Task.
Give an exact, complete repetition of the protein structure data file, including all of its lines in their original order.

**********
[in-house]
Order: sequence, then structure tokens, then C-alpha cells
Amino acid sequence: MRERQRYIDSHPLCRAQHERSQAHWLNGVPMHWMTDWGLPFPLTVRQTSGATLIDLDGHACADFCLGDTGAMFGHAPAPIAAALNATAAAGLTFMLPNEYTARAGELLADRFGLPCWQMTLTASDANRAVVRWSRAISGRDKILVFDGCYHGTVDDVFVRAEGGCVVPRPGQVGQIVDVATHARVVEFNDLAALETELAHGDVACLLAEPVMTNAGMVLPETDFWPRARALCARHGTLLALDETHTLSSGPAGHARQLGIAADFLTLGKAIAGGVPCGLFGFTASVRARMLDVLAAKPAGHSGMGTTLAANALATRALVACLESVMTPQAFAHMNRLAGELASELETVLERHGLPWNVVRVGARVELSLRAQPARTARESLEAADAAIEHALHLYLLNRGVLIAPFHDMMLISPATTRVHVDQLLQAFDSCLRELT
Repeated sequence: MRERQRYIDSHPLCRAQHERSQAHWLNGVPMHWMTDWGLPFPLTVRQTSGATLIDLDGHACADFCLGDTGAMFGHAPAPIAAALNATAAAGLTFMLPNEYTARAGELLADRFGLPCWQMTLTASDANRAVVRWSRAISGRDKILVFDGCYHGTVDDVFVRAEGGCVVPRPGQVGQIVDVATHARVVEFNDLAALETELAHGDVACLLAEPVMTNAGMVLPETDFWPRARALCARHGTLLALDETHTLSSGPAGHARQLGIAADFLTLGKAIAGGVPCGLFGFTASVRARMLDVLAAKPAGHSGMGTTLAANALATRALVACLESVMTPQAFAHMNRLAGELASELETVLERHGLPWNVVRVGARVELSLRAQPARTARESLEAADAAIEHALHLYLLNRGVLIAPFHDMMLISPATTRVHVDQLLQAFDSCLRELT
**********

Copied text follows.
[in-house]
Order: sequence, then structure tokens, then C-alpha cells
Amino acid sequence: MRERQRYIDSHPLCRAQHERSQAHWLNGVPMHWMTDWGLPFPLTVRQTSGATLIDLDGHACADFCLGDTGAMFGHAPAPIAAALNATAAAGLTFMLPNEYTARAGELLADRFGLPCWQMTLTASDANRAVVRWSRAISGRDKILVFDGCYHGTVDDVFVRAEGGCVVPRPGQVGQIVDVATHARVVEFNDLAALETELAHGDVACLLAEPVMTNAGMVLPETDFWPRARALCARHGTLLALDETHTLSSGPAGHARQLGIAADFLTLGKAIAGGVPCGLFGFTASVRARMLDVLAAKPAGHSGMGTTLAANALATRALVACLESVMTPQAFAHMNRLAGELASELETVLERHGLPWNVVRVGARVELSLRAQPARTARESLEAADAAIEHALHLYLLNRGVLIAPFHDMMLISPATTRVHVDQLLQAFDSCLRELT
Repeated sequence: MRERQRYIDSHPLCRAQHERSQAHWLNGVPMHWMTDWGLPFPLTVRQTSGATLIDLDGHACADFCLGDTGAMFGHAPAPIAAALNATAAAGLTFMLPNEYTARAGELLADRFGLPCWQMTLTASDANRAVVRWSRAISGRDKILVFDGCYHGTVDDVFVRAEGGCVVPRPGQVGQIVDVATHARVVEFNDLAALETELAHGDVACLLAEPVMTNAGMVLPETDFWPRARALCARHGTLLALDETHTLSSGPAGHARQLGIAADFLTLGKAIAGGVPCGLFGFTASVRARMLDVLAAKPAGHSGMGTTLAANALATRALVACLESVMTPQAFAHMNRLAGELASELETVLERHGLPWNVVRVGARVELSLRAQPARTARESLEAADAAIEHALHLYLLNRGVLIAPFHDMMLISPATTRVHVDQLLQAFDSCLRELT